First Chicago Corp. officials have credited new personal computer-based cash management software with boosting their electronic funds transfer business.

The Chicago-based bank holding company's success with the FirstWindow 2000 software bodes well for other large banks developing similar software for PCs.

"It's been very successful in growing our business," said Carol Wetmore, the First Chicago vice president in Charge of developing FirstWindow 2000.

People in corporate treasury offices use FirstWindow 2000 to instruct First Chicago to transfer funds through the Fed Wire, Swift, automated clearing house, and Chips payment networks.

FirstWindow 2000 is meant to supersede a number of software packages for the PC-DOS operating system that First Chicago has given to its corporate customers for years to let them obtain information and operating services from the bank.

The FirstWindow software is intended to be much easier to use than the earlier software, partly because it employs Microsoft Corp.'s Windows graphical user interface -- software that mimics the ease of use of Apple Computer Inc.'s Macintosh computers.

Other Contenders

Several banks, including Citicorp, are developing or marketing new versions of personal computer banking software that are similar to FirstWindow 2000.

The banks hope that the new software will make it easier for corporate customers to obtain operating services, thus boosting usage and fee revenues for the banks.

This has been First Chicago's experience with FirstWindow 2000.

In the year since First Chicago began marketing the software, more than 100 companies have agreed to use it, including IBM Credit Corp. of Stamford, Conn., and Keystone Group Inc. of Boston.

Half of these companies did not do any electronic funds transfer through First Chicago before getting FirstWindow.

The new clients have delivered a 20% increase in the number of Fed Wire funds transfers First Chicago sends out.

Before introducing FirstWindow, First Chicago's annual growth in Fed Wire funds transfers was only 4%, bank officials said.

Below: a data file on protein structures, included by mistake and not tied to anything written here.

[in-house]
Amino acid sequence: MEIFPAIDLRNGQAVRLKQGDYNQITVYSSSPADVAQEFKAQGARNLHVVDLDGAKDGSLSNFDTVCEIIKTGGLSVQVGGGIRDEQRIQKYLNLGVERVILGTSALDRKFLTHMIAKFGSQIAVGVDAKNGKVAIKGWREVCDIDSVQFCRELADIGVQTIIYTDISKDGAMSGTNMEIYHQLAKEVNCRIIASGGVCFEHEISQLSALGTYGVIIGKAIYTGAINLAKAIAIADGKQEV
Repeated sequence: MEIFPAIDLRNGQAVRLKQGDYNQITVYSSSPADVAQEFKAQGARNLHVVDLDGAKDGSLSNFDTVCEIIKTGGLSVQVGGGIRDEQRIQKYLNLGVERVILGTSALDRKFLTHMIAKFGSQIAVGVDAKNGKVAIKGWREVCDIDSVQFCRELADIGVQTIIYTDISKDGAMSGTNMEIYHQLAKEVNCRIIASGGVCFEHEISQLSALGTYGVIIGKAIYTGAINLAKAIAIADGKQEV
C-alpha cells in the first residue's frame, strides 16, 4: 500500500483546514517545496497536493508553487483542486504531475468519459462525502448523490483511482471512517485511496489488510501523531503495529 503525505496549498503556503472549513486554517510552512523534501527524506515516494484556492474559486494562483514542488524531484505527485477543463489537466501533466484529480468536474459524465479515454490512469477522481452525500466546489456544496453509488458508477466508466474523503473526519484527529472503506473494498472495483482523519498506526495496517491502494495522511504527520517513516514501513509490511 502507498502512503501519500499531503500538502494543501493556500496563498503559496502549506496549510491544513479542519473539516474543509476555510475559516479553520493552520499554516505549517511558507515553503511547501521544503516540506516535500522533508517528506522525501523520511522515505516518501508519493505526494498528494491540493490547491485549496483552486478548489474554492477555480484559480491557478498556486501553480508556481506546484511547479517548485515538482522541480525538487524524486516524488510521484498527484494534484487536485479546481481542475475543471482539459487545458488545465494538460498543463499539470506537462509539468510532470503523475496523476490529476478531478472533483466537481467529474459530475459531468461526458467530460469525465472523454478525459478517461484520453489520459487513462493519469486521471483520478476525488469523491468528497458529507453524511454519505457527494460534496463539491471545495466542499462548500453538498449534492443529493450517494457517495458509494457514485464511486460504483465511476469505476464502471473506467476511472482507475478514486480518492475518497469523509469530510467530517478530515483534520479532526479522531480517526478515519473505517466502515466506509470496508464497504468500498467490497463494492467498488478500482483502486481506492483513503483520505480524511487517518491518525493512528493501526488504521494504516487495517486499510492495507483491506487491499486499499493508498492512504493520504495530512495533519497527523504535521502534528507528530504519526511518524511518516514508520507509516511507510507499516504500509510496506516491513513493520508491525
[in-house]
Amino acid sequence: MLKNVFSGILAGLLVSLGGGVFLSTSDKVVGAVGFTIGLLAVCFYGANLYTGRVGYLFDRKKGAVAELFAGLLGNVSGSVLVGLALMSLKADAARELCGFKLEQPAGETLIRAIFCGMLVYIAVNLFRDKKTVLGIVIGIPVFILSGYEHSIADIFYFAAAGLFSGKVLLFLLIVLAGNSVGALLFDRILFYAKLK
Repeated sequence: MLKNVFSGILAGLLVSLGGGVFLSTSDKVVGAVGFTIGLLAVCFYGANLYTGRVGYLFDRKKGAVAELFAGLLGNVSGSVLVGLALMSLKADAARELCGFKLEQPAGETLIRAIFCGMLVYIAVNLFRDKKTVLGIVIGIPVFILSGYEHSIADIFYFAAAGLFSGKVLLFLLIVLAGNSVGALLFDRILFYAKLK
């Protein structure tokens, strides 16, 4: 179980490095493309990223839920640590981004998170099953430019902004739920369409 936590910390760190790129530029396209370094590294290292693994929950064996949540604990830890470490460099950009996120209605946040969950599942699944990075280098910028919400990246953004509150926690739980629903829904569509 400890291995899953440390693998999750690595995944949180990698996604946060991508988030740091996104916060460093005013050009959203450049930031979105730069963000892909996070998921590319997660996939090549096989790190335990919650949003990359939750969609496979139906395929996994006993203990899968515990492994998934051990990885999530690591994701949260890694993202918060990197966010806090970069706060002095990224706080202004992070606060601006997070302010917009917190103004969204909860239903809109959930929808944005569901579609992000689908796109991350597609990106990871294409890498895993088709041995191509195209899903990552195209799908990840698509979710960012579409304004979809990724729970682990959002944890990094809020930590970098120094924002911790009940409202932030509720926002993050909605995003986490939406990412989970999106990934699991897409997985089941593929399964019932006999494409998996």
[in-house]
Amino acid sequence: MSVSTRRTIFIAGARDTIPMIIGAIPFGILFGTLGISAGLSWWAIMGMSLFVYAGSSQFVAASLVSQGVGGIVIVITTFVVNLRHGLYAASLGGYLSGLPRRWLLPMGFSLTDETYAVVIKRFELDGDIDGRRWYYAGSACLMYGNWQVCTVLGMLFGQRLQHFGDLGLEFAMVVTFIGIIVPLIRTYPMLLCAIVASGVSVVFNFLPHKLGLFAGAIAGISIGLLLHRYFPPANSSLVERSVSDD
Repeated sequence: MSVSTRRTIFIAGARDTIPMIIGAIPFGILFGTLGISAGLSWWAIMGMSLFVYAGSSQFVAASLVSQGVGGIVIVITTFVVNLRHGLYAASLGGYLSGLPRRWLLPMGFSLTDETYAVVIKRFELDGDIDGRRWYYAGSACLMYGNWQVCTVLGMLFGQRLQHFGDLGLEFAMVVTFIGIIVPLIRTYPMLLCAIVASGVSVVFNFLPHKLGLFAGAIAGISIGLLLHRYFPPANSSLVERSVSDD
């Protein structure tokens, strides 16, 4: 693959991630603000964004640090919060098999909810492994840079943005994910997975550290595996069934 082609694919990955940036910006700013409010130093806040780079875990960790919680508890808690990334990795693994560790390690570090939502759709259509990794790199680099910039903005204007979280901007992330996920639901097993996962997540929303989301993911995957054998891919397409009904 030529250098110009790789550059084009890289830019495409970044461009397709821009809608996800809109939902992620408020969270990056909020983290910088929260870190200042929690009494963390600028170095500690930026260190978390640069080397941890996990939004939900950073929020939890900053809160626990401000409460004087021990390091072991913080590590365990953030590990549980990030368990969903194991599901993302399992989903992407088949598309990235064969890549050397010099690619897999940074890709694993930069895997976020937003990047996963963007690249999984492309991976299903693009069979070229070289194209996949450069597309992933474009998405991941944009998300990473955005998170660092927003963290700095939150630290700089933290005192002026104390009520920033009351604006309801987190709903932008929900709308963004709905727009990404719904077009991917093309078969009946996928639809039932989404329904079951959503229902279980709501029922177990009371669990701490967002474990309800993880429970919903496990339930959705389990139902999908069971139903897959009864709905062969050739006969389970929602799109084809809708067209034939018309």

Bank officials declined to say how many funds transfer First Chicago sends out.

But these transfers are profitable, and an important source of revenue.

Revenues from fee-based services, including cash management and securities processing, represent about a third of the revenues of First Chicago's corporate and institutional bank, which in turn contributed nearly 40% of First Chicago's total revenues of $1.6 billion in the First half of this year. Fed Wire funds transfers are one of the principle parts of First Chicago's cash management business.

First Chicago officials declined to say how much money the bank spent to develop FirstWindow 2000. But between 20 and 25 people have worked full time since 1990 to develop the software, and are continuing to work on ehnancements.

Donald R. Hollis, a First Chicago executive vice president in charge of corporate operating services, said that assuming a five-year life span for FirstWindow 2000, the product is expected to deliver profits that are 10 times its development costs.

The profits arise from installation and monthly maintenance fees paid by users, plus an increase in usage of, and fees from, First Chicago's electronic funds transfer and account balance reporting services.

Chairman Takes Notice

Mr. Hollis said that FirstWindow 2000 has been so well received that First Chicago's board of directors asked Ms. Wetmore to demonstrate it at a board meeting.

"The chairman wanted to look at the product that in six weeks had delivered more new funds transfer sales than the bank had gotten in two years," he said.

First Chicago hopes to leverage its success with FirstWindow 2000 into other product areas. To that end, First Chicago is developing new versions of FirstWindow 2000 that let corporations manage checking accounts, issue commercial paper, and obtain letters of credit.

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